I I had two Angelas in my life at one stage. Angela Carter (went a long time ago and missed a lot) and Angela Lansbury (she went out of this world last night, missing her just as much). There must be a ghost in your elbow, the sole purpose of which is to remind you how lucky you are.
I was traveling to Clapham Common in south London to work with Ollie Angela, to analyze her short story collection blood chamber To tangled bites and shards of upside-down tales that will become wolves company. I ended up with the second Angela on a sound stage in Shepperton in a woodland made of moving trees designed by Anton Forrest, somehow funded by producer Stephen Woolley.
She would have been 57 or so at the time, and she was too lively to be a grandmother… but then we needed a very unusual grandmother, this is a very unusual movie set. There were trees covered with human muscle, glistening in a viscous dark red; There was a massive oak or elm rootstock in the shape of an elegant high heel; There were dead teddy bears groping the maids of honor; There was a wedding full of overdressed wolves (dogs, in fact, powder malamutes); There was a wolf coming out of the hunter’s mouth.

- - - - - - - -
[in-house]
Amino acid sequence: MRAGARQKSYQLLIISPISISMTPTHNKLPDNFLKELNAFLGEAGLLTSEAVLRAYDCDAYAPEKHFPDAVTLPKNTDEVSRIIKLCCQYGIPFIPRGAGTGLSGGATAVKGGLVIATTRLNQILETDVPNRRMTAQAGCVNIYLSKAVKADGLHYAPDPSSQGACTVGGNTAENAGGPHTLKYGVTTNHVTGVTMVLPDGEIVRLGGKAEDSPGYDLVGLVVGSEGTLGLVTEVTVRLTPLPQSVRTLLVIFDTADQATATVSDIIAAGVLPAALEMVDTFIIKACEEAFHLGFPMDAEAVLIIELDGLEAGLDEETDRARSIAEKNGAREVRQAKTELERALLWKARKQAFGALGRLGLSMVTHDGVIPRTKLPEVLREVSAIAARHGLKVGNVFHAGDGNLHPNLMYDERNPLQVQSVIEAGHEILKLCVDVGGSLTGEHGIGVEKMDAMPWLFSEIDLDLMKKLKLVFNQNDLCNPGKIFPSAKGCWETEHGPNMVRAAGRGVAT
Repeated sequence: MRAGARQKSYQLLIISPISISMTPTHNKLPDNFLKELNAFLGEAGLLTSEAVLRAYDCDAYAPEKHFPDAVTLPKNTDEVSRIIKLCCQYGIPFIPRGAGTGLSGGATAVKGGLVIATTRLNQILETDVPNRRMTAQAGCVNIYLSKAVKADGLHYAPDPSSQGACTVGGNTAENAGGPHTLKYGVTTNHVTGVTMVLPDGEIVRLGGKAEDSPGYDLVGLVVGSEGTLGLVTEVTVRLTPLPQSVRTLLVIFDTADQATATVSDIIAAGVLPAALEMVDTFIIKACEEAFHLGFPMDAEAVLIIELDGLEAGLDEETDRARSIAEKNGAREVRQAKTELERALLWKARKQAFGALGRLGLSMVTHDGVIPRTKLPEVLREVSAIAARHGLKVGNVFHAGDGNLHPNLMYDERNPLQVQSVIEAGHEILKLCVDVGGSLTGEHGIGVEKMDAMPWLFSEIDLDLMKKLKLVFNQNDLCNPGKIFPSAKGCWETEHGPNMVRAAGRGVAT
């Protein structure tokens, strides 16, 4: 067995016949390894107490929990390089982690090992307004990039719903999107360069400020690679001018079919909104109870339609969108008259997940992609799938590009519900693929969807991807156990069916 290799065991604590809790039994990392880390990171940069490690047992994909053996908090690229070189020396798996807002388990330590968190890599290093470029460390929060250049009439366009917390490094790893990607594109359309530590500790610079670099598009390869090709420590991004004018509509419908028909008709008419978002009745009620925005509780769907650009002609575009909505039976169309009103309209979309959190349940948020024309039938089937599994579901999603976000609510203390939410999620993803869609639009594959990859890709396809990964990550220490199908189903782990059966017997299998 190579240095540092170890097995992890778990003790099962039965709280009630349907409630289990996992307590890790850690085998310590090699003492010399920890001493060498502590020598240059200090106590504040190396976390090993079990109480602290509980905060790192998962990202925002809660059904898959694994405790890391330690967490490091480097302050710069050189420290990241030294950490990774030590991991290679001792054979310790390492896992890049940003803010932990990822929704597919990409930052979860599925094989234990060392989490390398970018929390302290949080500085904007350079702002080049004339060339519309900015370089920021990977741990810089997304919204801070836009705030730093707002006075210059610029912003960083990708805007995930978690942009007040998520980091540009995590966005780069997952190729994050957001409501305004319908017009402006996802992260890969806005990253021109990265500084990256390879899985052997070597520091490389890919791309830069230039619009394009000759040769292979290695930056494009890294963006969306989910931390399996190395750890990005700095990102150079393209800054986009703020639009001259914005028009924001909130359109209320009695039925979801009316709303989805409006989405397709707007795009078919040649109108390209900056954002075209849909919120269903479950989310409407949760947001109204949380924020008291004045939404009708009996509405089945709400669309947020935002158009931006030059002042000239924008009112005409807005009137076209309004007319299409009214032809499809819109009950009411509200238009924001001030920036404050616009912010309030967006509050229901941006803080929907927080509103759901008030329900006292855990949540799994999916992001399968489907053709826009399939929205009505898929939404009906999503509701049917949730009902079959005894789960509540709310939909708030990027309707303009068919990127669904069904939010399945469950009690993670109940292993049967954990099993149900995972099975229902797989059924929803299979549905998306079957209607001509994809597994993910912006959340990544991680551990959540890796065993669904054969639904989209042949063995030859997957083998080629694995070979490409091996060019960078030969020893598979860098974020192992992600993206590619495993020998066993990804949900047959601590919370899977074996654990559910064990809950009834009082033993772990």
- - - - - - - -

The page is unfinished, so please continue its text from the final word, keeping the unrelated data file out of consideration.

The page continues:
And then there’s Angela herself, her grandmother’s head turned into a wax model that was dismembered with a poker and plaster shards smashed on the floor. We had the crew members who had just come out of The Empire Strikes Back and considered what we were doing with some kind of disdain or bewilderment. But Angela always understood. Not only was it understood, but it gave them the feeling that the project might be worth something in the end. She was in pedknobs and broomsticks, after all.
I saw it years later at a reception in Dublin and was surprised at how impressive it was. She finally seemed as if she had played well: a real, devastating, playful grandmother. And I realized I didn’t really have one, until then.
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